Before we get started here, let me get one thing cleared up: I like old guys. Case by case, they have charms and a kind of sagacity their experience has brought them, a usefulness and wisdom their years have bestowed upon them, often accompanied by varying shades of endearing (or not-so-endearing) get-off-my-lawn crustiness.
Time does offer its gifts. It also exacts its tolls. Aching backs, brittle knees, creaky joints, decreasing mental processes can change a person’s personality, a person’s perspective. It gentrifies some oldsters and, conversely, turns some of them into ornery cusses. And it leaves some, their acumen and attitudes, frozen in decades gone by, in the way things used to be, not the way things are now or the way things could or should be in the future. Age corrodes and eventually conquers all humans. It shouldn’t cancel these folks, but it can compromise them.
So here is a question for our modern day: Why is the double-barreled combination of top leadership in The Church of Jesus Christ of Latter-day Saints and the nation so remarkably … old?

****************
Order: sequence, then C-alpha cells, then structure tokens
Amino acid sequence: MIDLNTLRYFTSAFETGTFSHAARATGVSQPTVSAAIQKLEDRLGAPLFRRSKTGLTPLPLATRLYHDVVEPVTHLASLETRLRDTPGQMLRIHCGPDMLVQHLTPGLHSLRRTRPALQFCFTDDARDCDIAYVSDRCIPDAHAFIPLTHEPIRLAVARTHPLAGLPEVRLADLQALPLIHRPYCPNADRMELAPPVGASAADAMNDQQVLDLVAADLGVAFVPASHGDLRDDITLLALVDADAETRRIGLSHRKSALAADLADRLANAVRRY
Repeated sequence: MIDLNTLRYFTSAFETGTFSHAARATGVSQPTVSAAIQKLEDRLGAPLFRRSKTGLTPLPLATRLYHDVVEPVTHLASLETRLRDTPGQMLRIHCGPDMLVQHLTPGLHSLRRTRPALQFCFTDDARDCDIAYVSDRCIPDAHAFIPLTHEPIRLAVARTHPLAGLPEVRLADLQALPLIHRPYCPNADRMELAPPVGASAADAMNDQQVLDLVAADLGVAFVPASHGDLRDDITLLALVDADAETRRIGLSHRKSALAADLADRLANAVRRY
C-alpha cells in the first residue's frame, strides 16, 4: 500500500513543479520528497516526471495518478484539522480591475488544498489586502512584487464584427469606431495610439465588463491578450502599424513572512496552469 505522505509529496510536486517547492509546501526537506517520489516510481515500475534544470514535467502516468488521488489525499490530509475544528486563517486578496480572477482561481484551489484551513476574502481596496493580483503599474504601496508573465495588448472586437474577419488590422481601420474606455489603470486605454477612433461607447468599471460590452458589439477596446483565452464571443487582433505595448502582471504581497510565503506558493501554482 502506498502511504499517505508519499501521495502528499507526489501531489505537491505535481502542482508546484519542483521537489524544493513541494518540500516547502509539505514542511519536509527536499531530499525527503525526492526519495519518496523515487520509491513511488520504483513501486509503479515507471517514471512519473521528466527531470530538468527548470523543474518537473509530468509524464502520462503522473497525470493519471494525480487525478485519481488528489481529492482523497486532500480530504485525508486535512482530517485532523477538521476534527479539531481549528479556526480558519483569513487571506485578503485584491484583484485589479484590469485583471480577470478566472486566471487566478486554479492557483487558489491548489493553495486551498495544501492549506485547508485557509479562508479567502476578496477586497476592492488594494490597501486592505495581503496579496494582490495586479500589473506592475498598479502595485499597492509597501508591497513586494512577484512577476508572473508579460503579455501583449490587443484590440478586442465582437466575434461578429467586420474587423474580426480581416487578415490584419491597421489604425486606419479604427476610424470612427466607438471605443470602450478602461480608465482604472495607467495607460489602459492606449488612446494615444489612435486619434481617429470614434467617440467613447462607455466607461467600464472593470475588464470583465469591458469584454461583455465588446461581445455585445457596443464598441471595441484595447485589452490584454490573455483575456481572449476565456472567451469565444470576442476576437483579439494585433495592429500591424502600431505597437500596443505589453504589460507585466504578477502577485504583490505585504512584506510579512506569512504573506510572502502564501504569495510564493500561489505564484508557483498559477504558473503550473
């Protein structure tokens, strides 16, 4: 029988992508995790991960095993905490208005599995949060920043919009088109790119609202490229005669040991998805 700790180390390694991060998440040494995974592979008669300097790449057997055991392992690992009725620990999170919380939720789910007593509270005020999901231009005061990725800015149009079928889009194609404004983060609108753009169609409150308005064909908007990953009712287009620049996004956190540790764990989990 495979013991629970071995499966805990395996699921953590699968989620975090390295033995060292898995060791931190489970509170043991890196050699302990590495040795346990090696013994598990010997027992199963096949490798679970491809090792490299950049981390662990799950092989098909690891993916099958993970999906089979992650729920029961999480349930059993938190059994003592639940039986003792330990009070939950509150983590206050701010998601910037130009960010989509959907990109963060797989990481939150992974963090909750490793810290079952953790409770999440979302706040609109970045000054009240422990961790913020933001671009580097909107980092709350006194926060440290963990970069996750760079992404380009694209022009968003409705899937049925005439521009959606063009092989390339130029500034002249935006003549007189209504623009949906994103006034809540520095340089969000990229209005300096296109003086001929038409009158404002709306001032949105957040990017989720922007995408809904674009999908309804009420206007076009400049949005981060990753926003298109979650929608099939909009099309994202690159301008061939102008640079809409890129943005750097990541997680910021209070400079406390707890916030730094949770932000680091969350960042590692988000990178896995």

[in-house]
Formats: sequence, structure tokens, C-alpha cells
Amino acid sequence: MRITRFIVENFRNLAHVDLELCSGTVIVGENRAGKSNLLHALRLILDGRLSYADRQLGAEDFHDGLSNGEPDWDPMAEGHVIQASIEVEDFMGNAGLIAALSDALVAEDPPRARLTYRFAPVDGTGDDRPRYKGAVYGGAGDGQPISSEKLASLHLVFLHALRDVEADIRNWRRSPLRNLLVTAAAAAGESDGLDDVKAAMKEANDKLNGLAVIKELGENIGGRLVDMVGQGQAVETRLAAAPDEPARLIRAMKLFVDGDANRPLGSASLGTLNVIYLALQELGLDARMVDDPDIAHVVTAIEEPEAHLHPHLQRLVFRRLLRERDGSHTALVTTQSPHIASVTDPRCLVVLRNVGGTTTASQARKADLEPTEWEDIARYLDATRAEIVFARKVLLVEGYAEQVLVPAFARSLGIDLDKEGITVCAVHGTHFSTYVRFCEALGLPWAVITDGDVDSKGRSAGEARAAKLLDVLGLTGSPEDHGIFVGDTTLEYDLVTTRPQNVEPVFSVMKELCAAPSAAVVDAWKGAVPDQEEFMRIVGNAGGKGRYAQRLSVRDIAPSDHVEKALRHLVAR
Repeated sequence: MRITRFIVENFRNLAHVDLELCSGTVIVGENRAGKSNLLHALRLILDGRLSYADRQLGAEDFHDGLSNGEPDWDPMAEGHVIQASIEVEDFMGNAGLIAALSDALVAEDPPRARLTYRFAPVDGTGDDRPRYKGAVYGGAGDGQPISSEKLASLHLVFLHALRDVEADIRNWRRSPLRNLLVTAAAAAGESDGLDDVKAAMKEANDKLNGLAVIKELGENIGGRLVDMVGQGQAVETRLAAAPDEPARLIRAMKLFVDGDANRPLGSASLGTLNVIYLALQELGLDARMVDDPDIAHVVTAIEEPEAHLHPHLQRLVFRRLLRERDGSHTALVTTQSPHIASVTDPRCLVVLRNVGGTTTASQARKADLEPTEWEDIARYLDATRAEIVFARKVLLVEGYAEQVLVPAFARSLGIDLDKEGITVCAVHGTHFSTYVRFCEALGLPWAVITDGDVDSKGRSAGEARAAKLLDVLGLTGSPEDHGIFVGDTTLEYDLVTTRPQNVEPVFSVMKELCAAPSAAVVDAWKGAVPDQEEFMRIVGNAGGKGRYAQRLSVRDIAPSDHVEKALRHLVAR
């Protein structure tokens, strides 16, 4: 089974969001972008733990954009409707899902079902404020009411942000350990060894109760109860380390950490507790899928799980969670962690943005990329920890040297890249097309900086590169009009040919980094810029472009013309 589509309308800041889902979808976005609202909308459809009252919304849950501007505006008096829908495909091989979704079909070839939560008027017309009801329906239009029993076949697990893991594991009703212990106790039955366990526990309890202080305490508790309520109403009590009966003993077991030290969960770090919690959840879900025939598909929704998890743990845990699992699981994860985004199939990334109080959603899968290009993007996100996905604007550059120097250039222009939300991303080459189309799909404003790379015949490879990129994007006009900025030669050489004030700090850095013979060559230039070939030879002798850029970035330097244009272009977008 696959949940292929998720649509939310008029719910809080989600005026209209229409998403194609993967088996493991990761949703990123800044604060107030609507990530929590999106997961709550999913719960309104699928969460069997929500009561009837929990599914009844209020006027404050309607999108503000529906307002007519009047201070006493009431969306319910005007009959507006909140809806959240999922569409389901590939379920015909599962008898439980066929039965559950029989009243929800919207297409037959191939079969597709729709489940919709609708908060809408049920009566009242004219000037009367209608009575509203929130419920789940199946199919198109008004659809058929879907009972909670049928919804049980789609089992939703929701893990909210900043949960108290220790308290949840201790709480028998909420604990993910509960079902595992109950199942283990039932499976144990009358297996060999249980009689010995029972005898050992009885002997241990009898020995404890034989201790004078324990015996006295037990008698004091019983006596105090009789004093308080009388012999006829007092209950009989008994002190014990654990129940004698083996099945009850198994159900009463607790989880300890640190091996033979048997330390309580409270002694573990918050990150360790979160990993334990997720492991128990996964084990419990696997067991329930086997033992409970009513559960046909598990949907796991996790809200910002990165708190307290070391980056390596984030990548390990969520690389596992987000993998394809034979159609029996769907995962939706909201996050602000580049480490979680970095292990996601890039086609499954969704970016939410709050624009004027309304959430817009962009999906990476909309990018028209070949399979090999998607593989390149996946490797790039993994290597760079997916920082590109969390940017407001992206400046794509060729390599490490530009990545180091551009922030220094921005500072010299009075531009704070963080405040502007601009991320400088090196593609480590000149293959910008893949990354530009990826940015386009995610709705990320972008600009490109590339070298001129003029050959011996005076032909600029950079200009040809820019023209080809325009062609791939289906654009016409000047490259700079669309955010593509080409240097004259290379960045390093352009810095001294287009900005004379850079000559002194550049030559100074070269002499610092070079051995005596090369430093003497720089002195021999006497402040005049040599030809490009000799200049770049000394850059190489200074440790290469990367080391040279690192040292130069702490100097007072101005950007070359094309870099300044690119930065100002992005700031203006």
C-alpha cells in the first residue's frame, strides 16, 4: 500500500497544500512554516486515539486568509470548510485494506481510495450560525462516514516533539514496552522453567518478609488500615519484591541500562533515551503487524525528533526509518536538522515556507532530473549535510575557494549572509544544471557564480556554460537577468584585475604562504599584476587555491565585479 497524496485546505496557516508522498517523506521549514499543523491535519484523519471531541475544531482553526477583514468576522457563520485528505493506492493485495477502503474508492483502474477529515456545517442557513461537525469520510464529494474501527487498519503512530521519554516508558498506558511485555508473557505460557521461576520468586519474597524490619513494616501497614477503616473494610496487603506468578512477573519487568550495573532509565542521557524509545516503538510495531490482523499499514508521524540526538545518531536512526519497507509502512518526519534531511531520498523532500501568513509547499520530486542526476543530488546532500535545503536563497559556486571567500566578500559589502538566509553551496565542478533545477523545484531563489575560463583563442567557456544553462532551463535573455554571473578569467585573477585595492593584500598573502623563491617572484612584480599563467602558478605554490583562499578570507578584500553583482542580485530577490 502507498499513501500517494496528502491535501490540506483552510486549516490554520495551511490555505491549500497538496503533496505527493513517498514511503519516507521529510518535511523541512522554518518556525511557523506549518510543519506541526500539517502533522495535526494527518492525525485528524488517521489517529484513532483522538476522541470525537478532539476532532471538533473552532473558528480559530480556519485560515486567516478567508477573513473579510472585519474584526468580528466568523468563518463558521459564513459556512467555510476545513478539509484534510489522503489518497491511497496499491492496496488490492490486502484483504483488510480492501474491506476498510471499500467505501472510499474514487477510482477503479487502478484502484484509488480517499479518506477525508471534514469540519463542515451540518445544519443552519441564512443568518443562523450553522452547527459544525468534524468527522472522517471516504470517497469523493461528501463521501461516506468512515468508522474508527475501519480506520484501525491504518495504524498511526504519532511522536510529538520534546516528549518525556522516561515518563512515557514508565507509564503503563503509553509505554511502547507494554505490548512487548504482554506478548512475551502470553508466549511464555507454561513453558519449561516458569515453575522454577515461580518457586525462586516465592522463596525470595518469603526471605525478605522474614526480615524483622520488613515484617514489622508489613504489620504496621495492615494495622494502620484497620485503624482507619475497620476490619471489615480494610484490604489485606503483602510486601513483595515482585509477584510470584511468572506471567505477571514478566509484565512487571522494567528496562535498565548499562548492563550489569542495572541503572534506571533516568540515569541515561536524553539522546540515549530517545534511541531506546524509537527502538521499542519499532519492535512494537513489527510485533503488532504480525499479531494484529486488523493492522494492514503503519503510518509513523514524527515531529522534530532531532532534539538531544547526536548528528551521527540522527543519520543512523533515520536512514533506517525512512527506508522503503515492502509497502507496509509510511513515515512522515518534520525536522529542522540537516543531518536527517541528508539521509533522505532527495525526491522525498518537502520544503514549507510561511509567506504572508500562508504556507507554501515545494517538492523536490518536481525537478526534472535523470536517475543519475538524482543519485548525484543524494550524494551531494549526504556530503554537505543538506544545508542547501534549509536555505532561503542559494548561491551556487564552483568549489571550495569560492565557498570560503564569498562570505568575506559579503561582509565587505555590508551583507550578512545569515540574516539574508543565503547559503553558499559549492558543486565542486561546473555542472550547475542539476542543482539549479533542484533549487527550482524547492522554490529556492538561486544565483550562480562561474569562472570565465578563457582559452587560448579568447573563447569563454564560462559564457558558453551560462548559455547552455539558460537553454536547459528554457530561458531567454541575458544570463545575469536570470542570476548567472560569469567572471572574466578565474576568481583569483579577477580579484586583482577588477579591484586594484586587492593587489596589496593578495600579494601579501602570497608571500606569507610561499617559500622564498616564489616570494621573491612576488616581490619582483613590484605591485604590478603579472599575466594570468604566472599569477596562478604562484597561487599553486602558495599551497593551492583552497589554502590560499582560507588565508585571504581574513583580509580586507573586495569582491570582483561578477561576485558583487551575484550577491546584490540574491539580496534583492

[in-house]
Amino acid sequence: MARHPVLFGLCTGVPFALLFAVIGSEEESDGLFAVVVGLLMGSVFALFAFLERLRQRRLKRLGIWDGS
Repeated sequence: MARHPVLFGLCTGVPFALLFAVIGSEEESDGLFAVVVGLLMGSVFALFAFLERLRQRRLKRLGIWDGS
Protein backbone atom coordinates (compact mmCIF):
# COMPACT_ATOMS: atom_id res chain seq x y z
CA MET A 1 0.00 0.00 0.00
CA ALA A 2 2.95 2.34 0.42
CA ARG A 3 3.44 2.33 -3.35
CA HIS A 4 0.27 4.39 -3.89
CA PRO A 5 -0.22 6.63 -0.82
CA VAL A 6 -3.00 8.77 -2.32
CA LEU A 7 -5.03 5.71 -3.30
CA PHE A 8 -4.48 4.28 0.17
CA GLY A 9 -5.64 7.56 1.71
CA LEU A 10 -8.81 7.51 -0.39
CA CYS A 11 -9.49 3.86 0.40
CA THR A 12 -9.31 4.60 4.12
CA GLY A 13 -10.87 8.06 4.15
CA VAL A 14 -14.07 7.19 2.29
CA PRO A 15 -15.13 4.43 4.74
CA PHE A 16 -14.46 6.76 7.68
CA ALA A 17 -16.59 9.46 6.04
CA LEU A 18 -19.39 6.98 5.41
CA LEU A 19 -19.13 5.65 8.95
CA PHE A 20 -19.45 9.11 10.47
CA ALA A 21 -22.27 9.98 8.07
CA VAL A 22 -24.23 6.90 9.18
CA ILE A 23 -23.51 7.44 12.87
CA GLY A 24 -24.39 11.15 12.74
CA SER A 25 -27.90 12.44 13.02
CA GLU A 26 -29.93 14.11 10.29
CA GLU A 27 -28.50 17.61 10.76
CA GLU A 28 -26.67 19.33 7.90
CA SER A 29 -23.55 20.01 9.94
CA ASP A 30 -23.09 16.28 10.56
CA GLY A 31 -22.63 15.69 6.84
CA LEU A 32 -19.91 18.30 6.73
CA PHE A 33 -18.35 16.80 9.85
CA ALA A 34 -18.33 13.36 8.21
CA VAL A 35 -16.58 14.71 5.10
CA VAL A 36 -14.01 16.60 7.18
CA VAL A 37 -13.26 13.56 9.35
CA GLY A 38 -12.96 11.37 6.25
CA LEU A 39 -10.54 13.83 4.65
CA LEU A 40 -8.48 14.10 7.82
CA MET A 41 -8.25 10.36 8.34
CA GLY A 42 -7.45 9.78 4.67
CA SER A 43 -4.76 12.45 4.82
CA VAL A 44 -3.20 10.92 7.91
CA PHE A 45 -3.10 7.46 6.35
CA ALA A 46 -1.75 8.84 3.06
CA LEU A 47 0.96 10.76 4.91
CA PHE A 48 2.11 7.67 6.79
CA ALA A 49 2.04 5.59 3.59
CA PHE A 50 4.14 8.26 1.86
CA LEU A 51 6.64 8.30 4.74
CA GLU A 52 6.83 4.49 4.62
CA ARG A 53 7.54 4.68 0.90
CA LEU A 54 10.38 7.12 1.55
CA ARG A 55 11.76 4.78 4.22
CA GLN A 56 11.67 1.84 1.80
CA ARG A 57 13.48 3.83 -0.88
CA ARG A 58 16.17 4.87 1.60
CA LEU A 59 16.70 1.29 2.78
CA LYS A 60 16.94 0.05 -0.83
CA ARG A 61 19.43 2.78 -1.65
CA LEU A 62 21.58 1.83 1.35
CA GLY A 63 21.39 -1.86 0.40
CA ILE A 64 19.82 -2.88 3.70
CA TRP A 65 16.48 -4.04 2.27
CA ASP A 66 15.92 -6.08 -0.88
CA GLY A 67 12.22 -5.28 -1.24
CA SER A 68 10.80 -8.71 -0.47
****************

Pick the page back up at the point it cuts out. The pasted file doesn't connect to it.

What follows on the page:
It hasn’t always been this way. Joseph Smith was 24 at the faith’s founding, and early apostles were far from aged. The median age of U.S. presidents when they first take office is 55. Teddy Roosevelt was 42; John Kennedy 43.
The U.S. Constitution requires an elected president to be at least 35 years old. If there’s a rule for how old a president can be, should there be a rule for how old a president can’t be?
What Latter-day Saint adherents and American citizens now have on their hands is a geriatric squad running their church and country — at least at 47 E. South Temple and 1600 Pennsylvania Avenue.
Joe Biden is 81. If he gets reelected, he’ll be 86 by the time his second term is done. Donald Trump is 77. If he got in again, he would be 82 when he left office. It should be noted here that some political leaders aren’t all that bright or capable or worthy of office regardless of age.
As for church leaders, Latter-day Saints aren’t alone in being led by aged kingpins. At 87, Pope Francis guides the globe’s largest Christian religion, the 1.2 billion-strong Catholic Church. A few years ago, the National Catholic Reporter calculated that the average age of the 200-plus members in the College of Cardinals was 78.
Eleven years ago, Pope Benedict XVI became the first pontiff in 600 years to step down. Donning emeritus status, the then-85-year-old pontiff made way for a leader who, at that time, had more energy and fresher ideas for a church that many felt needed both.
Would top Latter-day Saint leadership consider using emeritus status in the same way? It already does among lower-ranking church authorities. More on that in a minute.